Firms eager for Direct Action money: government

UN panel adopts landmark climate report after all-nighter

But conservation groups and the opposition say it will be a waste of the public’s cash.


Money from the $2.55 billion emissions reduction fund – which will pay companies to develop carbon abatement projects – will start flowing after an auction process in the first quarter of 2015.

Environment Minister Greg Hunt says the level of interest and the pipeline of projects have been greater than expected.

“So my message to business, to farmers and households is very clear: the emissions reduction fund is open for business,” he told Sky News on Sunday.

The government is adamant the scheme – which passed parliament last week with the support of the Palmer United Party and crossbench senators – will work despite doubts raised by independent analysts.

It is confident funding projects that clean up power stations, improve energy efficiency or plant many trees will help reach the five per cent emissions reduction target by 2020.

Prime Minister Tony Abbott says it is a “smarter” and more effective way of dealing with climate change.

“We envisage that they will involve more trees, better soils and smarter technology,” he told reporters in Bunbury, WA, on Sunday.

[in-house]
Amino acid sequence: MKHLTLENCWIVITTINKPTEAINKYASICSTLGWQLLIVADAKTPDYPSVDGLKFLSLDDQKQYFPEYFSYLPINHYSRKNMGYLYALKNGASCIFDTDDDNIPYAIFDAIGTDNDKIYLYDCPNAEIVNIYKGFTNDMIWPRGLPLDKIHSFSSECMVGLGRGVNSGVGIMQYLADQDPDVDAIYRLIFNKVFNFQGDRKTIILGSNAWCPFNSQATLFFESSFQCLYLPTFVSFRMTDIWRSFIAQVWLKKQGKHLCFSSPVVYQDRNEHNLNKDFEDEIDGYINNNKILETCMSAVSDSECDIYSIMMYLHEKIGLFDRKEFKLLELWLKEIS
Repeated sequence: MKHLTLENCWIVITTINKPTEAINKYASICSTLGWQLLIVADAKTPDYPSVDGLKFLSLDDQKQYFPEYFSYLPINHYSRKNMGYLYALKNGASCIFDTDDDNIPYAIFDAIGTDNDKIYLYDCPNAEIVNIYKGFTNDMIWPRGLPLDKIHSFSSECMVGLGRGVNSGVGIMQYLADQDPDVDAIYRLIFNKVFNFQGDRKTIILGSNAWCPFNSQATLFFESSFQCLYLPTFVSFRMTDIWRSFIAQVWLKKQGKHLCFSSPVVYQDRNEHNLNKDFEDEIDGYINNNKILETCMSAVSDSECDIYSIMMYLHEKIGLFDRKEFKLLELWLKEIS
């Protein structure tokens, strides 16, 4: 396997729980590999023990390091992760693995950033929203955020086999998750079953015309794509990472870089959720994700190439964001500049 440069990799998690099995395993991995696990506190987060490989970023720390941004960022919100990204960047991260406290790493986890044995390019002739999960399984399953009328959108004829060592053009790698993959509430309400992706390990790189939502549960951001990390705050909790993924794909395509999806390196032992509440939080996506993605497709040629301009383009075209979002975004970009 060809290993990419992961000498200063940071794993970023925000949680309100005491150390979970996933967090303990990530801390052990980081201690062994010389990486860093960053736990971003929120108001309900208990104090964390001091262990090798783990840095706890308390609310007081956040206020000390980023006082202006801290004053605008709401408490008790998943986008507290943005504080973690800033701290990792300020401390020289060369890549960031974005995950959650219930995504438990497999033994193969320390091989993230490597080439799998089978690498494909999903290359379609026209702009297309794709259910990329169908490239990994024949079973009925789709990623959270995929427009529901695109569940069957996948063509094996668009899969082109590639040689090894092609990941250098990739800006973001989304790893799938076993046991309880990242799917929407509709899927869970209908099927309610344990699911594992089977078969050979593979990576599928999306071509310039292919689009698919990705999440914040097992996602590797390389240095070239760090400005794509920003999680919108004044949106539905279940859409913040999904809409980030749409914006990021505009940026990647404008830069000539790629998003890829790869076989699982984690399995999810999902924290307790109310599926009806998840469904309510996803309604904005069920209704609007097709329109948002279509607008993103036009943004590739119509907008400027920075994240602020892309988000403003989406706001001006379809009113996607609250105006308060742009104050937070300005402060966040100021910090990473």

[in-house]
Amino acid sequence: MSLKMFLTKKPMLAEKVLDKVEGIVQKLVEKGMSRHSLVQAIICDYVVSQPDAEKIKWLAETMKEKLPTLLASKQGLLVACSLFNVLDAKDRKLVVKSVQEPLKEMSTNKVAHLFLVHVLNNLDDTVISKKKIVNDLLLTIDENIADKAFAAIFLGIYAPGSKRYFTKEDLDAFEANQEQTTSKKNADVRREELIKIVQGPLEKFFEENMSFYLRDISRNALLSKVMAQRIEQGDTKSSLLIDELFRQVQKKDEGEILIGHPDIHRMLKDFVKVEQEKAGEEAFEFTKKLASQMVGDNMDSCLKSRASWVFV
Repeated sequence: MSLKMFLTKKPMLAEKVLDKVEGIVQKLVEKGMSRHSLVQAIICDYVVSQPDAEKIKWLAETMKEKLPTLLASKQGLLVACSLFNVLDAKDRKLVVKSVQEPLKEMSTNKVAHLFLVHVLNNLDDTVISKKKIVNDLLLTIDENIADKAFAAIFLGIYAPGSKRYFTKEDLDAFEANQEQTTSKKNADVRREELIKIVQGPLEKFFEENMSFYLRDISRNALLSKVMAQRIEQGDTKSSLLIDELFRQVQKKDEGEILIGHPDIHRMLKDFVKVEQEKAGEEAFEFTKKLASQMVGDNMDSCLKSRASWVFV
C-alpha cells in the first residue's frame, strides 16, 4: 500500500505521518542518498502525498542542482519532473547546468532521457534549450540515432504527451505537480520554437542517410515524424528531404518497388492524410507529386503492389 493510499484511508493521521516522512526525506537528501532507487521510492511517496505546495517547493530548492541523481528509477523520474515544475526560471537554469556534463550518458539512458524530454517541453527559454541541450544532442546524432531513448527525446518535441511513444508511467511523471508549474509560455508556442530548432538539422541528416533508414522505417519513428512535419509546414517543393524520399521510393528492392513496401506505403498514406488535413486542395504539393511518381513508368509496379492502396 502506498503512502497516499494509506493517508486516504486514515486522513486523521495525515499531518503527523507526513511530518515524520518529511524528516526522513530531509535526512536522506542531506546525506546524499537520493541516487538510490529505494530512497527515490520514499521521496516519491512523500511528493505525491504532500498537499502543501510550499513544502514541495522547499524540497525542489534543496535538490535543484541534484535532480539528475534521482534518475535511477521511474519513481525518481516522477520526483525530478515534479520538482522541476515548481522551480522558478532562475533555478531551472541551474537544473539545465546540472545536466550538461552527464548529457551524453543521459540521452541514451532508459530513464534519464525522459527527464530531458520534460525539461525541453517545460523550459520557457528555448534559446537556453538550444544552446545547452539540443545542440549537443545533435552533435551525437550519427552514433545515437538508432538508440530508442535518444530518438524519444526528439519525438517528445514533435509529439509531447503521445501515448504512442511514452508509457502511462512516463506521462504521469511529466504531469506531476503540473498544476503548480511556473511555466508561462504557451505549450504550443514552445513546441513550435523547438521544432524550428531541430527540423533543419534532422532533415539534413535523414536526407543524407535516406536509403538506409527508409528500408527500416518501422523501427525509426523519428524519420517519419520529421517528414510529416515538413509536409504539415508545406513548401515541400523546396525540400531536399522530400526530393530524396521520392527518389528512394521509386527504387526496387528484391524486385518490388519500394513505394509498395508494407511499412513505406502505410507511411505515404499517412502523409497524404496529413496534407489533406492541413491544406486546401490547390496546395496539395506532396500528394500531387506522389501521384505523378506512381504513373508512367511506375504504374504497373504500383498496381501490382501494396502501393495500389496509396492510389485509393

Labor’s environment spokesman Mark Butler labelled Direct Action a “colossal waste of taxpayer funds”.

It would only achieve about a quarter of the emission reductions needed to meet the five per cent target, he said.

“Tony Abbott and Greg Hunt stand up, put their hands on their hearts and say `We are going to achieve the five per cent reduction’,” Mr Butler said.

“No one else believes it.”

The Australian Conservation Foundation warned companies could be getting money for projects they were already planning to do.

ACF president Geoff Cousins branded it a “Mickey Mouse” plan that did nothing to compel polluters to cut emissions.

But Mr Hunt said safeguard mechanisms in the scheme would act as an “important guideline” against rogue emitters.

From mid-2016, companies could be forced to pay a fine if their emissions continued to rise.